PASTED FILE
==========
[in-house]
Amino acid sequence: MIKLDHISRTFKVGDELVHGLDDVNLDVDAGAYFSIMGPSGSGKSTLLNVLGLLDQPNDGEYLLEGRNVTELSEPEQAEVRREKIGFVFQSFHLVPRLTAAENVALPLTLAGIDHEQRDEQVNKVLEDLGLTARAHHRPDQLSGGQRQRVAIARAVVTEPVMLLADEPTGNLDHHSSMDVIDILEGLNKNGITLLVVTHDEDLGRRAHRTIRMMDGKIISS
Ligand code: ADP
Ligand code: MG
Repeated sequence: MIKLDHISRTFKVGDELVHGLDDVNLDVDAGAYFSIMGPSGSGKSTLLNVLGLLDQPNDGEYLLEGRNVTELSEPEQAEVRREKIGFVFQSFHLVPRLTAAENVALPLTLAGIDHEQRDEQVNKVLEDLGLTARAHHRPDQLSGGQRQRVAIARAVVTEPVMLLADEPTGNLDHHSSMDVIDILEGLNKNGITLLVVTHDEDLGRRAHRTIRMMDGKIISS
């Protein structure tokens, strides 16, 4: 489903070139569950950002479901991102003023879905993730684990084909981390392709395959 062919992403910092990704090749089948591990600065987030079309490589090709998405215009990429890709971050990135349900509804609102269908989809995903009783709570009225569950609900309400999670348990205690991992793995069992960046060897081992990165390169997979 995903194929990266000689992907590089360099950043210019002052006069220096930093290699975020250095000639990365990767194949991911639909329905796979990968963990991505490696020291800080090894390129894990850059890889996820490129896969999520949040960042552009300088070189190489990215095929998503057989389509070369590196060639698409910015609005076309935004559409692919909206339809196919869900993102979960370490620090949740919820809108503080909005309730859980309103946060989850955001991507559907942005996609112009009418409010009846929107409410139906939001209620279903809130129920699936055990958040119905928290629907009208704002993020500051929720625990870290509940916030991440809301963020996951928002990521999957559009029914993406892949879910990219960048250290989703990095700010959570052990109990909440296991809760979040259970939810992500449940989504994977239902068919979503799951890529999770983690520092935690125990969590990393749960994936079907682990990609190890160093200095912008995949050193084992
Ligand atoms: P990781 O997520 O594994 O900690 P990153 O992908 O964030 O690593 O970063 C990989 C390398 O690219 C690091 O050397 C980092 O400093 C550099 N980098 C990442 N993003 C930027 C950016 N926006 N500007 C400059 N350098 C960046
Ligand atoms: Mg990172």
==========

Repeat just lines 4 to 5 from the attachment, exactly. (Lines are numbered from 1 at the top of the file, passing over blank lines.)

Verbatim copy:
Ligand code: MG
Repeated sequence: MIKLDHISRTFKVGDELVHGLDDVNLDVDAGAYFSIMGPSGSGKSTLLNVLGLLDQPNDGEYLLEGRNVTELSEPEQAEVRREKIGFVFQSFHLVPRLTAAENVALPLTLAGIDHEQRDEQVNKVLEDLGLTARAHHRPDQLSGGQRQRVAIARAVVTEPVMLLADEPTGNLDHHSSMDVIDILEGLNKNGITLLVVTHDEDLGRRAHRTIRMMDGKIISS